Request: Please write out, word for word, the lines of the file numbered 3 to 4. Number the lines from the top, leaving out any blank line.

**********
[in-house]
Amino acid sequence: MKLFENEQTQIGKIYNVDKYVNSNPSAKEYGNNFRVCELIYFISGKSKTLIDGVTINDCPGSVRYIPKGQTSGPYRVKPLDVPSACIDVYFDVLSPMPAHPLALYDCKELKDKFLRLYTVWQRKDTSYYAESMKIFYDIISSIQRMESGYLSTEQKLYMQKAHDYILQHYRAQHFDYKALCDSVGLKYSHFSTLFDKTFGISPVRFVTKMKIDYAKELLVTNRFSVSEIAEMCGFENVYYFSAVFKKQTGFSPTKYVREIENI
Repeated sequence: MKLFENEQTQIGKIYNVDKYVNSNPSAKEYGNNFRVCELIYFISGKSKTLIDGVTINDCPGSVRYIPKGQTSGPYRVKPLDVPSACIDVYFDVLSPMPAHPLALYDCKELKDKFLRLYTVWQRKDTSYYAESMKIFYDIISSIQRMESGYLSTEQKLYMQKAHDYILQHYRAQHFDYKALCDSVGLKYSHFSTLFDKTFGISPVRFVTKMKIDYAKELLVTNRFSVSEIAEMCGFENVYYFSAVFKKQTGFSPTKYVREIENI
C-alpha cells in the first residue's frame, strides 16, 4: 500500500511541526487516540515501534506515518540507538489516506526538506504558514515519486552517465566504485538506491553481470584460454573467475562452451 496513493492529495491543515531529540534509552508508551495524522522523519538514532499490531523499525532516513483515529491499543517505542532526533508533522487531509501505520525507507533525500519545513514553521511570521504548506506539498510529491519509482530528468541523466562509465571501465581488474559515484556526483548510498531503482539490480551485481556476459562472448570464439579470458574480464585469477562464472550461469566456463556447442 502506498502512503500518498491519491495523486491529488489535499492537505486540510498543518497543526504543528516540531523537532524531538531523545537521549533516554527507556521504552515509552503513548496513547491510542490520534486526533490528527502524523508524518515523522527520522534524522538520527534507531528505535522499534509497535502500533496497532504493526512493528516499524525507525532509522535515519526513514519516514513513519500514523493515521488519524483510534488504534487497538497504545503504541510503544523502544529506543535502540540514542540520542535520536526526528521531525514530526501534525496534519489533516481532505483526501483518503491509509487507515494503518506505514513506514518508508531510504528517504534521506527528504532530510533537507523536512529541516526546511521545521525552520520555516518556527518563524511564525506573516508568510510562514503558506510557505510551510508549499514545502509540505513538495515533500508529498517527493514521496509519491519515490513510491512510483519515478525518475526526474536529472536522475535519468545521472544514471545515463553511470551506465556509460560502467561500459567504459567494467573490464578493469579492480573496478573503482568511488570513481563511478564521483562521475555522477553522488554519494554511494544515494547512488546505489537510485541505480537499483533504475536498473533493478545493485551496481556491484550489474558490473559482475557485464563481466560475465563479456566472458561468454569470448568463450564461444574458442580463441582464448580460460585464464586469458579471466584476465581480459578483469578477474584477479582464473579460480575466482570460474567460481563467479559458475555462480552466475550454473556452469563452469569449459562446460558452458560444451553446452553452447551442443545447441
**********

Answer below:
Repeated sequence: MKLFENEQTQIGKIYNVDKYVNSNPSAKEYGNNFRVCELIYFISGKSKTLIDGVTINDCPGSVRYIPKGQTSGPYRVKPLDVPSACIDVYFDVLSPMPAHPLALYDCKELKDKFLRLYTVWQRKDTSYYAESMKIFYDIISSIQRMESGYLSTEQKLYMQKAHDYILQHYRAQHFDYKALCDSVGLKYSHFSTLFDKTFGISPVRFVTKMKIDYAKELLVTNRFSVSEIAEMCGFENVYYFSAVFKKQTGFSPTKYVREIENI
C-alpha cells in the first residue's frame, strides 16, 4: 500500500511541526487516540515501534506515518540507538489516506526538506504558514515519486552517465566504485538506491553481470584460454573467475562452451 496513493492529495491543515531529540534509552508508551495524522522523519538514532499490531523499525532516513483515529491499543517505542532526533508533522487531509501505520525507507533525500519545513514553521511570521504548506506539498510529491519509482530528468541523466562509465571501465581488474559515484556526483548510498531503482539490480551485481556476459562472448570464439579470458574480464585469477562464472550461469566456463556447442 502506498502512503500518498491519491495523486491529488489535499492537505486540510498543518497543526504543528516540531523537532524531538531523545537521549533516554527507556521504552515509552503513548496513547491510542490520534486526533490528527502524523508524518515523522527520522534524522538520527534507531528505535522499534509497535502500533496497532504493526512493528516499524525507525532509522535515519526513514519516514513513519500514523493515521488519524483510534488504534487497538497504545503504541510503544523502544529506543535502540540514542540520542535520536526526528521531525514530526501534525496534519489533516481532505483526501483518503491509509487507515494503518506505514513506514518508508531510504528517504534521506527528504532530510533537507523536512529541516526546511521545521525552520520555516518556527518563524511564525506573516508568510510562514503558506510557505510551510508549499514545502509540505513538495515533500508529498517527493514521496509519491519515490513510491512510483519515478525518475526526474536529472536522475535519468545521472544514471545515463553511470551506465556509460560502467561500459567504459567494467573490464578493469579492480573496478573503482568511488570513481563511478564521483562521475555522477553522488554519494554511494544515494547512488546505489537510485541505480537499483533504475536498473533493478545493485551496481556491484550489474558490473559482475557485464563481466560475465563479456566472458561468454569470448568463450564461444574458442580463441582464448580460460585464464586469458579471466584476465581480459578483469578477474584477479582464473579460480575466482570460474567460481563467479559458475555462480552466475550454473556452469563452469569449459562446460558452458560444451553446452553452447551442443545447441